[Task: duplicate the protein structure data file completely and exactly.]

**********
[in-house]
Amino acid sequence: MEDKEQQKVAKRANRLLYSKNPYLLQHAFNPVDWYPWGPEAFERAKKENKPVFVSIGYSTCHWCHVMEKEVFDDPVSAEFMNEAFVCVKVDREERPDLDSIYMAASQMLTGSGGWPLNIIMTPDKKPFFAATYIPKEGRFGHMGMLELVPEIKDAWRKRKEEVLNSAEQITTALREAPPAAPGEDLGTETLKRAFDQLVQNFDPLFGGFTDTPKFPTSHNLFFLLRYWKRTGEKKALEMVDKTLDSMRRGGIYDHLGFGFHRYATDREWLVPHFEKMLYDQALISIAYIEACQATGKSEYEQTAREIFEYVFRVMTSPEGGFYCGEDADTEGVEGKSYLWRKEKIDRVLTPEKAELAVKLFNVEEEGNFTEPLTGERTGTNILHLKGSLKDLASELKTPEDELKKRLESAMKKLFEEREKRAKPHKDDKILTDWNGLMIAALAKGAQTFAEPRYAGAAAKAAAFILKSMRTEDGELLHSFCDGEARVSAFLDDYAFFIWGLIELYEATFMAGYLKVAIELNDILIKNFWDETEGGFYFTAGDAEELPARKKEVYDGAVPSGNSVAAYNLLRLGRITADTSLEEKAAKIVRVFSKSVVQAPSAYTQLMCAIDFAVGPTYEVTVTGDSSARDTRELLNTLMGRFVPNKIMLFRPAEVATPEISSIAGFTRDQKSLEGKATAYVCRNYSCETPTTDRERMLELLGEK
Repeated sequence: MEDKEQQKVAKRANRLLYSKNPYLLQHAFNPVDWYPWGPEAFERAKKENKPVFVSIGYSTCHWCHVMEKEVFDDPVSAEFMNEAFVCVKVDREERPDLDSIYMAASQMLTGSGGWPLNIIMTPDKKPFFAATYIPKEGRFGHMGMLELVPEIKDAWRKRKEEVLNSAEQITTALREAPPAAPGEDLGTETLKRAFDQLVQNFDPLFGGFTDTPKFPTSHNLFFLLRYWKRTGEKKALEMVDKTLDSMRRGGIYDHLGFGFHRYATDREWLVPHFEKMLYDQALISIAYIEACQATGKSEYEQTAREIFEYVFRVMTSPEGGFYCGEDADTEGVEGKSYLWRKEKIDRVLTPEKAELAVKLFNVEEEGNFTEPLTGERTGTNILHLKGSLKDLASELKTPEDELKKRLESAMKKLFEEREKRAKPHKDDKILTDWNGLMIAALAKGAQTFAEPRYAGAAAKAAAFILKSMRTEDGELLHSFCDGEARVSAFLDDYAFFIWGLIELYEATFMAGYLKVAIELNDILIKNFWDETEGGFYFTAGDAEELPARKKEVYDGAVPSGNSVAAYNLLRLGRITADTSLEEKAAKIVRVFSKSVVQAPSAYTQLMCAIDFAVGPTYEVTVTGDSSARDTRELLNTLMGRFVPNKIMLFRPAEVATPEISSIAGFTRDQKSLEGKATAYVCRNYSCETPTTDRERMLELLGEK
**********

[in-house]
Amino acid sequence: MEDKEQQKVAKRANRLLYSKNPYLLQHAFNPVDWYPWGPEAFERAKKENKPVFVSIGYSTCHWCHVMEKEVFDDPVSAEFMNEAFVCVKVDREERPDLDSIYMAASQMLTGSGGWPLNIIMTPDKKPFFAATYIPKEGRFGHMGMLELVPEIKDAWRKRKEEVLNSAEQITTALREAPPAAPGEDLGTETLKRAFDQLVQNFDPLFGGFTDTPKFPTSHNLFFLLRYWKRTGEKKALEMVDKTLDSMRRGGIYDHLGFGFHRYATDREWLVPHFEKMLYDQALISIAYIEACQATGKSEYEQTAREIFEYVFRVMTSPEGGFYCGEDADTEGVEGKSYLWRKEKIDRVLTPEKAELAVKLFNVEEEGNFTEPLTGERTGTNILHLKGSLKDLASELKTPEDELKKRLESAMKKLFEEREKRAKPHKDDKILTDWNGLMIAALAKGAQTFAEPRYAGAAAKAAAFILKSMRTEDGELLHSFCDGEARVSAFLDDYAFFIWGLIELYEATFMAGYLKVAIELNDILIKNFWDETEGGFYFTAGDAEELPARKKEVYDGAVPSGNSVAAYNLLRLGRITADTSLEEKAAKIVRVFSKSVVQAPSAYTQLMCAIDFAVGPTYEVTVTGDSSARDTRELLNTLMGRFVPNKIMLFRPAEVATPEISSIAGFTRDQKSLEGKATAYVCRNYSCETPTTDRERMLELLGEK
Repeated sequence: MEDKEQQKVAKRANRLLYSKNPYLLQHAFNPVDWYPWGPEAFERAKKENKPVFVSIGYSTCHWCHVMEKEVFDDPVSAEFMNEAFVCVKVDREERPDLDSIYMAASQMLTGSGGWPLNIIMTPDKKPFFAATYIPKEGRFGHMGMLELVPEIKDAWRKRKEEVLNSAEQITTALREAPPAAPGEDLGTETLKRAFDQLVQNFDPLFGGFTDTPKFPTSHNLFFLLRYWKRTGEKKALEMVDKTLDSMRRGGIYDHLGFGFHRYATDREWLVPHFEKMLYDQALISIAYIEACQATGKSEYEQTAREIFEYVFRVMTSPEGGFYCGEDADTEGVEGKSYLWRKEKIDRVLTPEKAELAVKLFNVEEEGNFTEPLTGERTGTNILHLKGSLKDLASELKTPEDELKKRLESAMKKLFEEREKRAKPHKDDKILTDWNGLMIAALAKGAQTFAEPRYAGAAAKAAAFILKSMRTEDGELLHSFCDGEARVSAFLDDYAFFIWGLIELYEATFMAGYLKVAIELNDILIKNFWDETEGGFYFTAGDAEELPARKKEVYDGAVPSGNSVAAYNLLRLGRITADTSLEEKAAKIVRVFSKSVVQAPSAYTQLMCAIDFAVGPTYEVTVTGDSSARDTRELLNTLMGRFVPNKIMLFRPAEVATPEISSIAGFTRDQKSLEGKATAYVCRNYSCETPTTDRERMLELLGEK